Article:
They don’t know what they’re asking, and when they reply, “We are able,” they don’t know what they’re saying. But they’re going to find out: Jesus informs them they will indeed receive Jesus’s baptism and chalice (10:39), but their subsequent position in glory is not up even to Jesus (10:40).


“Baptism” and “chalice” (or in many translations “cup”) in this passage are tensive symbols, suggestive, polyvalent. Catholic readers hear here the two chief sacraments of the Faith. The passage presents the first instance in literature of “baptism” linked to suffering. In the world of Mark’s story, it’s natural to see baptism as involving suffering, for Jesus received his call to sacrificial death precisely at his Baptism when the heavenly voice (1:11) alluded to Isaac’s sacrifice in Genesis 22. Jesus’s baptismal vocation is suffering and death, and John and James and the others will be baptized with the same suffering, and the sacrament of Baptism is baptism into Jesus’s death (see Rom 6:1–4).


So too “chalice” or “cup.” While, in the Old Testament, the “cup” is often negative, indicating judgment and wrath, it can also be positive and promissory (as in Ps 23:5, “my cup overflows,” and 116:13, the “cup of salvation”). And so too, the Eucharistic reference here connotes a positive paradox: Jesus will institute the Eucharist in Mark 14:22–25. The chalice of Jesus’s suffering becoming the Eucharistic chalice of salvation as the way of cruciform death is also the way to life. John and James and the disciples drink there of Jesus’s chalice (14:23, and so more prophecy is fulfilled), which is a chalice of both wrath and salvation.


Jesus declares that the Eucharistic chalice at that Passover meal is “my blood of thecovenant,” which, like the blood of the aboriginal Passover lambs and (thus bringing again the theme of the New Exodus to bear), will spare the many for whom it is poured out from divine wrath and death (14:24). And yet, Jesus will drink it new as salvation mere days hence, after the Resurrection, when he drinks it new in the kingdom of God (14:25), after which it for us too becomes the chalice of salvation.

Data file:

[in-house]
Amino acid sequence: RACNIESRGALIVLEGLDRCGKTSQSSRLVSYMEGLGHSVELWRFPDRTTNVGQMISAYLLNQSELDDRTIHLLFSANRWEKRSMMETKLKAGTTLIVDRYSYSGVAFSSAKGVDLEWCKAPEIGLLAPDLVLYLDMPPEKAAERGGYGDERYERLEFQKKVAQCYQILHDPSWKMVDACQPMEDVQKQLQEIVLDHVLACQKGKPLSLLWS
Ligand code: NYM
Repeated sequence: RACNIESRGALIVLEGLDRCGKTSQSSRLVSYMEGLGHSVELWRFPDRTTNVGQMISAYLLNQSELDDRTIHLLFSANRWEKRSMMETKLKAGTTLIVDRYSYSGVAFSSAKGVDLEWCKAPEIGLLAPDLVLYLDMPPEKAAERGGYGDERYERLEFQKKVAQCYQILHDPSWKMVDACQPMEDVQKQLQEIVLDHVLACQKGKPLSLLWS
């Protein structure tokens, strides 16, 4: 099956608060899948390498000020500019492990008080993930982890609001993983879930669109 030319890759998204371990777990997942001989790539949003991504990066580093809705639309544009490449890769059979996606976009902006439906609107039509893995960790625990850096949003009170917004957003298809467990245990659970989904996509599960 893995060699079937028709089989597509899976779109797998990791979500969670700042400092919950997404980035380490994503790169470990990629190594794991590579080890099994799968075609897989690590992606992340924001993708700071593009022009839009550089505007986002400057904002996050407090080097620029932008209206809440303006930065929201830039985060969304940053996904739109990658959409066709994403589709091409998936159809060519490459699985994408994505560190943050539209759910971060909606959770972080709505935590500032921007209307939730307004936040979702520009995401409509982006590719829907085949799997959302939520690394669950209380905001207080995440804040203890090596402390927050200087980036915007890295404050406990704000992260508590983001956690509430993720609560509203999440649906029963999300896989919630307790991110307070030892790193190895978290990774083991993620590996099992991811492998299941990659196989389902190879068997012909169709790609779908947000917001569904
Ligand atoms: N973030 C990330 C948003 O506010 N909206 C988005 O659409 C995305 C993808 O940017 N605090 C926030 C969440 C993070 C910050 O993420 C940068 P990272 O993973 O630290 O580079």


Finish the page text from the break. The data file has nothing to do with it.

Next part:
And so, the pattern obtains in the story and in the sacraments: suffering and Cross precede salvation and glory, and Baptism and Eucharist connote and convey both.


The other ten disciples hear of James and John’s request, and they’re livid. Jesus then takes the occasion to level them, giving his famous teaching on humble service, perhaps the second heart of Mark’s Gospel, after Jesus’s teaching on the Cross (8:34–38). In doing so, Jesus subtly recalls the theme of the earthly murderous powers like Herod Antipas and his Herodians: “You know that those who are supposed to rule over the Gentiles lord it over them, and their great men exercise authority over them” (10:42). But the Christian way is opposite: “But it shall not be so among you” (10:43). Instead of ruling in a hierarchy of power, like Herod, the way to greatness is the way of service, being a diakonos (10:43), a table waiter, and being first, the greatest of the great, requires humiliation lower than that, slavery, being the slave (doulos) of all (10:44).


The pattern of Cross and glory here is obvious in the subsumed paradoxical pattern of humiliation and exaltation, and so Jesus reminds them of his example: “For the Son of man also came not to be served but to serve, and to give his life as a ransom for many” (10:45).


In our age in which religion has been reduced to morality, exemplary readings of this passage abound, as if the main point was some sort of simple service to others. If we stop there, however, we lose the force of the Cross; we lose grace, reducing religion to rules. In fact, the passage is relentlessly apocalyptic, the language of “ransom” raising the concept of Christus Victor. Christ will not simply serve by humbling himself to his humiliating death on the Cross; he will in fact hand himself over to the one who holds the power of death, Satan, ransoming those whom Satan holds in bondage. Jesus makes himself slave to sin, death, hell, and the devil, and destroys them thereby.





[1]In the Old Testament, the “cup” often refers to drinking the cup of divine wrath; see Pss 11:6; 16:5; 75:8; Isa 51:17–23; Jer 25:15–28; 49:12; Zech 12:2–3; Lam 4:21; and Hab 2:15–16.